Wednesday, October 14, 2009

We're Not Going To Take It!

I've taught the kids some "Twisted Sister" lyrics this afternoon. And then we all practiced headbanging - which, it turns out, hurts my neck more than it did 15 - 20 years ago - jumping off the furniture and yes, defying authority.

What have I been thinking? Here I am, trying to teach my kids to fit into a society that actually will benefit more if my kids don't try to fit into it.

Let's face it, I was really self-conscious, as an American who expects immigrants to adapt to America, that I should try to integrate into our adopted country as well. Learn the language. Respect the culture.

Yada yada yada.

Been there. Done that. Bought the Lederhosen.

Ryan (yes Ryan again, I don't want to get into it) came home almost in tears because her bicycle didn't pass inspection again this week. Let me explain. The fourth-graders in our part of Germany all study, and practice, and then are tested, on bicycle safety and traffic laws. By the police. Which all sounds nice and harmless and very civic minded - until you see the list of bike requirements.

I told Ryan she could tell the police officers that if they expected every child to have a safety kit - including first-aid, repair and pump - then they should feel free to go ahead and provide one. I also told her to tell them that her family didn't feel they needed one, since we just stopped and asked a German for theirs if we ever ran into any trouble. And, I have to be fair and honest here; whenever any of my children gets injured on the playground, two or three people come running to us with first aid kits. And we have asked a passing bicyclist for the use of his pump when one of our tires went flat; of course he had one and he was glad to help.

Poor Ryan. It has to be the year she takes a bicycle class from the cops that I decide to start resisting authority again.

On the other hand, her bike finally passed inspection on week three when she explained to the police that, although her rear light was not the required red, the light blue showed up in the dark just as well. Reasoning with the police! In Germany! You go girl!

The problem lately has been unreasonable demands/expectations from the school. Too much homework. Money for books. The bike thing. But the other problem is that the other mothers just go along with it. They bitch and they moan. Their lives suck too. But it's the way it's always been. It's the way it's going to be. And it's just something they have to get through.

Germans may not like the rules, but they will follow them to a T.

Which I why I finally called an Italian mother about the book thing. I had just received a letter from the school telling me that my daughter had destroyed a book to such an extent that we were being required to pay for it. Huh? Come again? I had seen the book in question - albeit last year - and never noticed any damage. Had she torn the pages out, defaced it with doodles, scrawled all over the margins? Nope. It's a little tattered, dog-eared from use. But the way the letter was worded in German was as if she had intentionally destroyed it. And it begged our forgiveness but was sure we would understand and forward the required money. A German friend of mine said it was standard and that she'd had to do the same thing the year before. It was the school's way of getting new books subsidized a bit from the parents, she figured.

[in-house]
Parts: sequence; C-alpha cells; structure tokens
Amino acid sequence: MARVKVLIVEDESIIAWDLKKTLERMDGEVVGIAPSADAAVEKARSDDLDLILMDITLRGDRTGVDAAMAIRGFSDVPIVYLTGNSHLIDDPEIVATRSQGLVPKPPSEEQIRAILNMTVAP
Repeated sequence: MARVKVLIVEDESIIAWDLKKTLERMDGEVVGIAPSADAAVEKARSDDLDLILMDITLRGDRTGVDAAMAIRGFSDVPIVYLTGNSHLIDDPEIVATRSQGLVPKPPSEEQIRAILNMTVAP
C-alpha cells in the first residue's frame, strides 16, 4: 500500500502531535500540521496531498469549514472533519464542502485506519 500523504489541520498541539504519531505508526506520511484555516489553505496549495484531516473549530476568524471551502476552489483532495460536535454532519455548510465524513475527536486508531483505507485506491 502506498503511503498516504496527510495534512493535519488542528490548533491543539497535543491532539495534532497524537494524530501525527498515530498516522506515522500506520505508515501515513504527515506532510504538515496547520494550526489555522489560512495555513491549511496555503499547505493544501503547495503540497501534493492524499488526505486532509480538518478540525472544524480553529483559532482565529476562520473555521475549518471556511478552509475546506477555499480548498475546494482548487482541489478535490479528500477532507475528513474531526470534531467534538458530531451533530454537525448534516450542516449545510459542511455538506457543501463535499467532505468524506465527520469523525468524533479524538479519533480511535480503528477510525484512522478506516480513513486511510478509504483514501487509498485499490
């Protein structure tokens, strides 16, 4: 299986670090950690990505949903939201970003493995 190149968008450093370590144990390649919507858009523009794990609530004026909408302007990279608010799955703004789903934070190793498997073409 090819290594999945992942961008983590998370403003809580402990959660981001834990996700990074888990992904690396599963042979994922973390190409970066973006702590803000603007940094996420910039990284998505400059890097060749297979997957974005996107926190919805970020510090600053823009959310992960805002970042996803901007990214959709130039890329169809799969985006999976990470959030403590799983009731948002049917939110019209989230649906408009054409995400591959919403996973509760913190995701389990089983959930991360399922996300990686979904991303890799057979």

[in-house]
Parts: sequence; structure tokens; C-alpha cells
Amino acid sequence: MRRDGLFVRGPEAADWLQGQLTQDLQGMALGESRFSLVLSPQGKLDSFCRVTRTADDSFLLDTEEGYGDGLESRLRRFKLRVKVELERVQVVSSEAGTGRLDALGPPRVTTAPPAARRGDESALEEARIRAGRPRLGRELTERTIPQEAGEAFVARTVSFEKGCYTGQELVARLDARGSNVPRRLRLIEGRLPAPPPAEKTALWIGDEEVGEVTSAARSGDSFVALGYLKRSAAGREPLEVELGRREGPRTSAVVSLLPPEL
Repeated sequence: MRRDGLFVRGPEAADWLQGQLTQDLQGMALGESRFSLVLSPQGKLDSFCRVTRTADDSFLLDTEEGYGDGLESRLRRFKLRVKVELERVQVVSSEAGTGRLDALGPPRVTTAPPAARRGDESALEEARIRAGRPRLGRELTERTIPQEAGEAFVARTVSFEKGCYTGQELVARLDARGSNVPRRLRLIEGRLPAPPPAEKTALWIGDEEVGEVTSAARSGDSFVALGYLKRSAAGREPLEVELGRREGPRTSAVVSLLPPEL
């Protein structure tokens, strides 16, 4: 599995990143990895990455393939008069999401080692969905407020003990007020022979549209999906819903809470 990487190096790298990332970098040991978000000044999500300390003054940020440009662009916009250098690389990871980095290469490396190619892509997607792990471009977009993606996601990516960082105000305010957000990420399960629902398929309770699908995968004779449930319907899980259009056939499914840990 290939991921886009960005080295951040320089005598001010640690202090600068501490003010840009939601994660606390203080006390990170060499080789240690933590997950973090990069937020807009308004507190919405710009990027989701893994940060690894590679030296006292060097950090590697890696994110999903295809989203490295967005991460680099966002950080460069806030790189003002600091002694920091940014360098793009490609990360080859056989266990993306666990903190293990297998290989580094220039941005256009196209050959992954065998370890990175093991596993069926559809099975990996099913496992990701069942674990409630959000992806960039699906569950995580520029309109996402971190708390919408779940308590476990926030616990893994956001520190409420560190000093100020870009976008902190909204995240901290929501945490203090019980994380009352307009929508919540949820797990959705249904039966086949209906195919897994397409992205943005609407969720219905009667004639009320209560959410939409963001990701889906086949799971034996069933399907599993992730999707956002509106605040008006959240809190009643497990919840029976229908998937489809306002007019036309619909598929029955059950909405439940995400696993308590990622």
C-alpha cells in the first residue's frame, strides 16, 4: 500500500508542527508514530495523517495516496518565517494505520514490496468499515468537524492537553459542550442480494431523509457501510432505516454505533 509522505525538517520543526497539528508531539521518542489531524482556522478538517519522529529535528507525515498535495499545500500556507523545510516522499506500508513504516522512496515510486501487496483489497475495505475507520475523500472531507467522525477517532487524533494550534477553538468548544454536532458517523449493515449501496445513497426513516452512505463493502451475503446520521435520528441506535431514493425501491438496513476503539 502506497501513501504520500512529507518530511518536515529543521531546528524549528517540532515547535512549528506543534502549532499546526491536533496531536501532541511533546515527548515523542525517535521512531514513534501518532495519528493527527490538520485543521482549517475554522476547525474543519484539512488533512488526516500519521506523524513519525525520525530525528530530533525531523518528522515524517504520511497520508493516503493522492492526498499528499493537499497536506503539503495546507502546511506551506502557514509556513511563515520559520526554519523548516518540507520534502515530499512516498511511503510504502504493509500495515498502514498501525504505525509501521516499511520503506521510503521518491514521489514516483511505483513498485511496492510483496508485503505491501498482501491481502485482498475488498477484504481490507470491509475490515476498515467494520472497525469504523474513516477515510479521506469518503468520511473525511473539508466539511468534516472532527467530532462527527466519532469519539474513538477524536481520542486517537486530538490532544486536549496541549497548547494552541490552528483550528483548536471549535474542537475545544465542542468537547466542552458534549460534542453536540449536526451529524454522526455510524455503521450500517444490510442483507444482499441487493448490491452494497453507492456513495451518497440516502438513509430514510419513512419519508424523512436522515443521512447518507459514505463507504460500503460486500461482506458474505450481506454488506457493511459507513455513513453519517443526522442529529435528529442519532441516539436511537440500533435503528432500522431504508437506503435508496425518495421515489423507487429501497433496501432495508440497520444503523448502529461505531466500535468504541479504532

My Italian friend and I saw it differently. "I've been here ten years," she said, " and it's time to draw a line and tell them when they are wrong. I'm not just going along anymore." How did I even know she had received a letter about a book? Because her daughter and mine were chastised in front of the entire class. Her daughter is also distraught that her bike hadn't passed inspection yet either.

The police had told the children that if their bikes hadn't passed inspection by next week they would no longer be allowed to participate in the program.

Let me repeat that. The police had told the children that if their bikes hadn't passed inspection by next week they would no longer be allowed to participate in the program.

The authority figures are threatening - and shaming - the kids in school. Is it only the tea-dumping Americans who see something wrong with that?

I could obviously start in on a rant about the German mentality - again - or I could just teach my kids that it's not only okay to be different, but that I expect them to defy the status quo when they feel it is wrong. I tried it this afternoon. "The Germans are crazy." I told them. "But you have a choice about who you want to be. You're only a quarter German which still gives you a fighting chance." My sarcasm , fortunately, goes right over their heads at the moment.

We talked about doing what was right, even when the powers that be tell you not to. We talked about freedom and individuality and standing up for yourself; about being who you are and not who the system is trying to force you into being.

It may be even harder for Andrew than for Ryan. At least she never stands a chance of being what they want her to be. Andrew came home from school with his first math test. 52 questions in 20 minutes. The test that took Ryan 22 minutes - and she got half right. He not only got all 52 questions right, he did it in 9 minutes and then had time to draw an intricate mural on the back. How do I know it took him 9 minutes? Because it turns out they are timing - and praising - and comparing - and therefore - once again, shaming, the other kids in the class who aren't meeting the gold standard.

It's easy to be the golden child in Germany.

Which is why he's letting his hair grow and learning to play electric guitar!

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